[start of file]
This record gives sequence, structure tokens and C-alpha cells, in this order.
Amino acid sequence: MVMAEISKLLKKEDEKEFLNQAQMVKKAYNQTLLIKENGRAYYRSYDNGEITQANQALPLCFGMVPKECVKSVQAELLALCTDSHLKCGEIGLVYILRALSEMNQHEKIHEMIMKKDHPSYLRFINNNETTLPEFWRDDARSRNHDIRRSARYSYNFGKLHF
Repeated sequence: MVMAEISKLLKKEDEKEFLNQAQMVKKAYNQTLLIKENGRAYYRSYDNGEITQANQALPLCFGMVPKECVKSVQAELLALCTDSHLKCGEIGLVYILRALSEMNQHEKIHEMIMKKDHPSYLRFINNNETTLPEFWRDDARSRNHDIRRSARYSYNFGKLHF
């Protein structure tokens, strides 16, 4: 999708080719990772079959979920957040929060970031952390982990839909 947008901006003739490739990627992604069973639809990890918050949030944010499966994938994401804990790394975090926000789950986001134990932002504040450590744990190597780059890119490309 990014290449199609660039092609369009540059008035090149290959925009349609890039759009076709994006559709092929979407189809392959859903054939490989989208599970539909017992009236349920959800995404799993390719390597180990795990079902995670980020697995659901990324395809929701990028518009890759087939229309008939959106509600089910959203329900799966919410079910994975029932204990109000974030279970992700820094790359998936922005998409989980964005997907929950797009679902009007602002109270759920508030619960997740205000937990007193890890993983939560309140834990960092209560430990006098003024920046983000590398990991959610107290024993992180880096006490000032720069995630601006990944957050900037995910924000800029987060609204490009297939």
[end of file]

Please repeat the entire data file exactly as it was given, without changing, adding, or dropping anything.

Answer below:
This record gives sequence, structure tokens and C-alpha cells, in this order.
Amino acid sequence: MVMAEISKLLKKEDEKEFLNQAQMVKKAYNQTLLIKENGRAYYRSYDNGEITQANQALPLCFGMVPKECVKSVQAELLALCTDSHLKCGEIGLVYILRALSEMNQHEKIHEMIMKKDHPSYLRFINNNETTLPEFWRDDARSRNHDIRRSARYSYNFGKLHF
Repeated sequence: MVMAEISKLLKKEDEKEFLNQAQMVKKAYNQTLLIKENGRAYYRSYDNGEITQANQALPLCFGMVPKECVKSVQAELLALCTDSHLKCGEIGLVYILRALSEMNQHEKIHEMIMKKDHPSYLRFINNNETTLPEFWRDDARSRNHDIRRSARYSYNFGKLHF
């Protein structure tokens, strides 16, 4: 999708080719990772079959979920957040929060970031952390982990839909 947008901006003739490739990627992604069973639809990890918050949030944010499966994938994401804990790394975090926000789950986001134990932002504040450590744990190597780059890119490309 990014290449199609660039092609369009540059008035090149290959925009349609890039759009076709994006559709092929979407189809392959859903054939490989989208599970539909017992009236349920959800995404799993390719390597180990795990079902995670980020697995659901990324395809929701990028518009890759087939229309008939959106509600089910959203329900799966919410079910994975029932204990109000974030279970992700820094790359998936922005998409989980964005997907929950797009679902009007602002109270759920508030619960997740205000937990007193890890993983939560309140834990960092209560430990006098003024920046983000590398990991959610107290024993992180880096006490000032720069995630601006990944957050900037995910924000800029987060609204490009297939």